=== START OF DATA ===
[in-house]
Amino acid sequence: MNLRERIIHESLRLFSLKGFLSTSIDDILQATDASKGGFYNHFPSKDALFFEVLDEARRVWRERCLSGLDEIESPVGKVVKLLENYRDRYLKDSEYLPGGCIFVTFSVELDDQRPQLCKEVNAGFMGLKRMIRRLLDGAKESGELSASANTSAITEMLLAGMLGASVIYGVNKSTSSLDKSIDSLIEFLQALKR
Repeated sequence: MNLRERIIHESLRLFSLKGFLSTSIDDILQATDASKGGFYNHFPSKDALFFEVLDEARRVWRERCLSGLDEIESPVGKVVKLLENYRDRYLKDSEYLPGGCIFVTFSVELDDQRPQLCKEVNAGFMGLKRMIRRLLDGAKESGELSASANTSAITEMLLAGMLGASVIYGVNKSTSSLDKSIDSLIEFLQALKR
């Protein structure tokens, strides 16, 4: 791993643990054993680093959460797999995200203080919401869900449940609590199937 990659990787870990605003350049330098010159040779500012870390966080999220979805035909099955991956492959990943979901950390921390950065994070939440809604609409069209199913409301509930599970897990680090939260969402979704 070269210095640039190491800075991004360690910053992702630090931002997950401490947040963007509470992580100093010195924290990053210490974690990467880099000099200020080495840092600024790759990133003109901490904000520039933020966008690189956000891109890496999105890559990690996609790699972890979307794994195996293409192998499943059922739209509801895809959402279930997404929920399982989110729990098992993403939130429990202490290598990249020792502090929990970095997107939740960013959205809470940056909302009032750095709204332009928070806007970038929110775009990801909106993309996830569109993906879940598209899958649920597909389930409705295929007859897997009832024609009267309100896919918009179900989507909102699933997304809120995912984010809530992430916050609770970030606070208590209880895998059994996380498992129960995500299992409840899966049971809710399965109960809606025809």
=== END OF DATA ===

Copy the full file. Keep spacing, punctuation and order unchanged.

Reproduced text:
[in-house]
Amino acid sequence: MNLRERIIHESLRLFSLKGFLSTSIDDILQATDASKGGFYNHFPSKDALFFEVLDEARRVWRERCLSGLDEIESPVGKVVKLLENYRDRYLKDSEYLPGGCIFVTFSVELDDQRPQLCKEVNAGFMGLKRMIRRLLDGAKESGELSASANTSAITEMLLAGMLGASVIYGVNKSTSSLDKSIDSLIEFLQALKR
Repeated sequence: MNLRERIIHESLRLFSLKGFLSTSIDDILQATDASKGGFYNHFPSKDALFFEVLDEARRVWRERCLSGLDEIESPVGKVVKLLENYRDRYLKDSEYLPGGCIFVTFSVELDDQRPQLCKEVNAGFMGLKRMIRRLLDGAKESGELSASANTSAITEMLLAGMLGASVIYGVNKSTSSLDKSIDSLIEFLQALKR
């Protein structure tokens, strides 16, 4: 791993643990054993680093959460797999995200203080919401869900449940609590199937 990659990787870990605003350049330098010159040779500012870390966080999220979805035909099955991956492959990943979901950390921390950065994070939440809604609409069209199913409301509930599970897990680090939260969402979704 070269210095640039190491800075991004360690910053992702630090931002997950401490947040963007509470992580100093010195924290990053210490974690990467880099000099200020080495840092600024790759990133003109901490904000520039933020966008690189956000891109890496999105890559990690996609790699972890979307794994195996293409192998499943059922739209509801895809959402279930997404929920399982989110729990098992993403939130429990202490290598990249020792502090929990970095997107939740960013959205809470940056909302009032750095709204332009928070806007970038929110775009990801909106993309996830569109993906879940598209899958649920597909389930409705295929007859897997009832024609009267309100896919918009179900989507909102699933997304809120995912984010809530992430916050609770970030606070208590209880895998059994996380498992129960995500299992409840899966049971809710399965109960809606025809």